Southampton researchers have made new discoveries about a remnant of an exploded star, confirming long-held scientific theories for the first time and pushing the boundaries of knowledge about our Universe.
When a massive star runs out of nuclear fuel, it undergoes a supernova explosion and the remains at the stellar centre form either a neutron star or a black hole. Our scientists have been studying the central object in Cassiopeia A, a neutron star that resulted from a supernova whose light reached the Earth over 300 years ago.
Nils Andersson, Head of the University's General Relativity Group, says: "Researchers have always thought that these objects would be superfluid (have no internal friction or viscosity) and superconducting (able to conduct electricity with no loss of energy). We now have clear observational evidence that supports these ideas."
The debris from the Cassiopeia supernova was discovered by British astronomers in the 1940s. However, the compact object at the centre of the supernova was not seen until 1999, when it was detected by NASA's Chandra X-ray Observatory.
Using theoretical models and Chandra observations spanning 10 years, Southampton researchers were instrumental in identifying the object as a neutron star and in measuring its carbon surface composition.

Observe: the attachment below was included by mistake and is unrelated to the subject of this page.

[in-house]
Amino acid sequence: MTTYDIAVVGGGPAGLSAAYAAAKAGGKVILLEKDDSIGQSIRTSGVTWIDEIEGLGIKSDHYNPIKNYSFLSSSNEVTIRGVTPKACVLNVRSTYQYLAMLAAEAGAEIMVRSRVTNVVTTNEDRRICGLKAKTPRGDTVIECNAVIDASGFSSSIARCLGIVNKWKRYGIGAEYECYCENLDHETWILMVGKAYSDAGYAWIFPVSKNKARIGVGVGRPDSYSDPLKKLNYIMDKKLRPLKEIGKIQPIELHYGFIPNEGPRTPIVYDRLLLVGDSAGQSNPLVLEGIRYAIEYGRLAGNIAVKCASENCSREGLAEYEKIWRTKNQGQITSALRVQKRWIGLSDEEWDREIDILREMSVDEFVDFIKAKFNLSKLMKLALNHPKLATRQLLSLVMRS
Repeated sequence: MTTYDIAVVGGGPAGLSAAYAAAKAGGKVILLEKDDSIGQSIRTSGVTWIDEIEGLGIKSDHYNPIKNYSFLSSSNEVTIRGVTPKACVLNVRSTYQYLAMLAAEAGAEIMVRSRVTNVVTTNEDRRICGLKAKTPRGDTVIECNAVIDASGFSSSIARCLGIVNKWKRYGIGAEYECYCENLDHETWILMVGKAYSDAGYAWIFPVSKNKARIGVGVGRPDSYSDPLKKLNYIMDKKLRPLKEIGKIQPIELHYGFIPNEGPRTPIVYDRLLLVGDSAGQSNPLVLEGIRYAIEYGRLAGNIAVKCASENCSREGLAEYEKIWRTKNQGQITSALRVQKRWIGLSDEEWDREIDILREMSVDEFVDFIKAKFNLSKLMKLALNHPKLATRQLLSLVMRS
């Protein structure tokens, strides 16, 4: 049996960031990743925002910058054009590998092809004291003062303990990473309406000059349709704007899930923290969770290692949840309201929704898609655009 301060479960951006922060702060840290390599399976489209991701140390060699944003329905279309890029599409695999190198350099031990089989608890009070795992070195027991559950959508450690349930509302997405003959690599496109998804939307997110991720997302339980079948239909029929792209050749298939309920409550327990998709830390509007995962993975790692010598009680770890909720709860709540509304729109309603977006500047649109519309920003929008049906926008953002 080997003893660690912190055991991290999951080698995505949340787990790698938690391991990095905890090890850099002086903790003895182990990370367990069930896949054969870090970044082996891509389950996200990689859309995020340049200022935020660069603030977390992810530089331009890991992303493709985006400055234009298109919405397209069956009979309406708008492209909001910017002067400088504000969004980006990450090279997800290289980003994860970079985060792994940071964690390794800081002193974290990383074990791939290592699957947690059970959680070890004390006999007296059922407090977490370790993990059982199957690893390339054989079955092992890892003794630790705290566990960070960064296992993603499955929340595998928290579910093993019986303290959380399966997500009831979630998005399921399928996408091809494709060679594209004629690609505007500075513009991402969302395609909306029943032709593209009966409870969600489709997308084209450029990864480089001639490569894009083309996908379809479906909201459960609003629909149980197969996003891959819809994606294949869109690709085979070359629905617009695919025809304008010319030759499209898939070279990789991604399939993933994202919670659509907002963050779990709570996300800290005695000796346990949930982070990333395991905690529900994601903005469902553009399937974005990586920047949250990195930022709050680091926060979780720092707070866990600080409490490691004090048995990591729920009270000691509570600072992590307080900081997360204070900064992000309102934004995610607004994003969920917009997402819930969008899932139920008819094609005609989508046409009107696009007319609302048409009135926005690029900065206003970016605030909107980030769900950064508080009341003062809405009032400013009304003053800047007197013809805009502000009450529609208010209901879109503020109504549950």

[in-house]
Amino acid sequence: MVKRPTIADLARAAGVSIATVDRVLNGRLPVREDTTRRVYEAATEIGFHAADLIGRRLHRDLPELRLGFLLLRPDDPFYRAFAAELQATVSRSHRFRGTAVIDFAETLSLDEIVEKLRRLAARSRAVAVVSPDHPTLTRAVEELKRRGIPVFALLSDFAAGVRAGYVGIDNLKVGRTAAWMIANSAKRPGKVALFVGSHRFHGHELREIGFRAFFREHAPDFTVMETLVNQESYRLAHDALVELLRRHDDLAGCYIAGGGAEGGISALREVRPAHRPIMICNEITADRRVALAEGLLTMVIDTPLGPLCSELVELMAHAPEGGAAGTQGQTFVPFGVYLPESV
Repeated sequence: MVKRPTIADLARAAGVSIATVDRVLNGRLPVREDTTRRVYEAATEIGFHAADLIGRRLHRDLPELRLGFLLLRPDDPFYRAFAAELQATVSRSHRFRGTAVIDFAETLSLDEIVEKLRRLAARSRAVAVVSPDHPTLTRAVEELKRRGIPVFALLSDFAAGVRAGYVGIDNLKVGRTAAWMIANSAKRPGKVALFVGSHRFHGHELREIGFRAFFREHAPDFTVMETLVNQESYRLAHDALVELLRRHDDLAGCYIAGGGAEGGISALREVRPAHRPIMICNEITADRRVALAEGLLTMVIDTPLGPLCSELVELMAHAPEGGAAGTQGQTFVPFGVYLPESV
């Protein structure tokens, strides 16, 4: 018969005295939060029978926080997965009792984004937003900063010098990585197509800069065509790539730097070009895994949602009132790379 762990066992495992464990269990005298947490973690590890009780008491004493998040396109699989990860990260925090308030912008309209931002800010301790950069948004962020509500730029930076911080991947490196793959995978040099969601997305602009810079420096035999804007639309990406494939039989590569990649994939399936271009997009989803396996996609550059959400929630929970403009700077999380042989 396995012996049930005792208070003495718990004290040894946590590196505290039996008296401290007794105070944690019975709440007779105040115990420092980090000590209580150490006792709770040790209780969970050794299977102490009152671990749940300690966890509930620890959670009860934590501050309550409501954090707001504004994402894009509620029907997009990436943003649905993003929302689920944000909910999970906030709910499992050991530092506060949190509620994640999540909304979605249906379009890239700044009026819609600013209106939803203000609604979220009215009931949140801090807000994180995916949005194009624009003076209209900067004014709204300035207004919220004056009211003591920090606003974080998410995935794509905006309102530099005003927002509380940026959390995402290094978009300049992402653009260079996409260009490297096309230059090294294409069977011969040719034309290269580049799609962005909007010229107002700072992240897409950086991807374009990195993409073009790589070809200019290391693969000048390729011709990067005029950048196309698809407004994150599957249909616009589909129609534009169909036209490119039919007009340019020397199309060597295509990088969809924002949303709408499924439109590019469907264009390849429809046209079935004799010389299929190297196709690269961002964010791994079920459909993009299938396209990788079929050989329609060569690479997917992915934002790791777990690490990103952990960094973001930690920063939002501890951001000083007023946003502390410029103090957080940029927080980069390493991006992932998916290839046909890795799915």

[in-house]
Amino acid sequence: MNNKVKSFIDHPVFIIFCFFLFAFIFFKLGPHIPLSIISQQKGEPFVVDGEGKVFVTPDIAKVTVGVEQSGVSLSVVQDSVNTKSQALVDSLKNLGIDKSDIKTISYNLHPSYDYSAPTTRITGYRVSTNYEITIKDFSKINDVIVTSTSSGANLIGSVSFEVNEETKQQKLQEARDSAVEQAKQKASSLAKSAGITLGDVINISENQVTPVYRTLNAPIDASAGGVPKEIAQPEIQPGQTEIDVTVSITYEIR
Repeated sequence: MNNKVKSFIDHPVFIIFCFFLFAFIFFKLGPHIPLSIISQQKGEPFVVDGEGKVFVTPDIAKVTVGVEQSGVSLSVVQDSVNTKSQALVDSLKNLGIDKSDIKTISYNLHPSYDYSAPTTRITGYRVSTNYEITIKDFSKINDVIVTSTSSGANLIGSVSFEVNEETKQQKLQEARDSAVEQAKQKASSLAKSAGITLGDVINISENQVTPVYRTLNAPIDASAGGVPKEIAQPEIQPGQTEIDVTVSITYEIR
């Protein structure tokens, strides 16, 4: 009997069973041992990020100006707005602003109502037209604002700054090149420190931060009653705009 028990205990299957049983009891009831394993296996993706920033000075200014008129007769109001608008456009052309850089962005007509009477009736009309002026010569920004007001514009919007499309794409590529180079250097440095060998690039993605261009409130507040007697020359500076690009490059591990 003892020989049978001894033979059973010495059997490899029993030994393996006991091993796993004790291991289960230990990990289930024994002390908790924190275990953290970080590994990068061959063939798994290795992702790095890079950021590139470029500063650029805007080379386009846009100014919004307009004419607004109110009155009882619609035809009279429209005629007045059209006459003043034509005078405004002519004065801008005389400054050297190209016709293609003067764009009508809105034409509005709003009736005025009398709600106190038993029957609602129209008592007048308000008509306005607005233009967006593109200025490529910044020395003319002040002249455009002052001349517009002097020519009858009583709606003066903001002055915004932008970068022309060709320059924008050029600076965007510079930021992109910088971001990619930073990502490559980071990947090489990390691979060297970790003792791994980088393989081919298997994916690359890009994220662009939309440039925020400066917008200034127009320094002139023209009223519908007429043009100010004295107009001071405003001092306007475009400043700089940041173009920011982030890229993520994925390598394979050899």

Nils explains: "Follow-up work has shown that the neutron star is cooling in real time. The observed cooling rate provides the first evidence that the star's interior is superfluid and superconducting. These findings are all first-time discoveries in astronomy."
Dr Wynn Ho, lead Southampton researcher on the project, comments: "The age of Cassiopeia A makes it the youngest neutron star in our galaxy and, at a temperature of about one billion degrees, it is the hottest known superfluid and superconductor in the Universe."
"To compare theoretical models with real observations in this field is a big step," adds Nils. "It has enabled us to push the boundaries of our knowledge of the Universe and gain a better understanding of the way matter behaves under extreme conditions."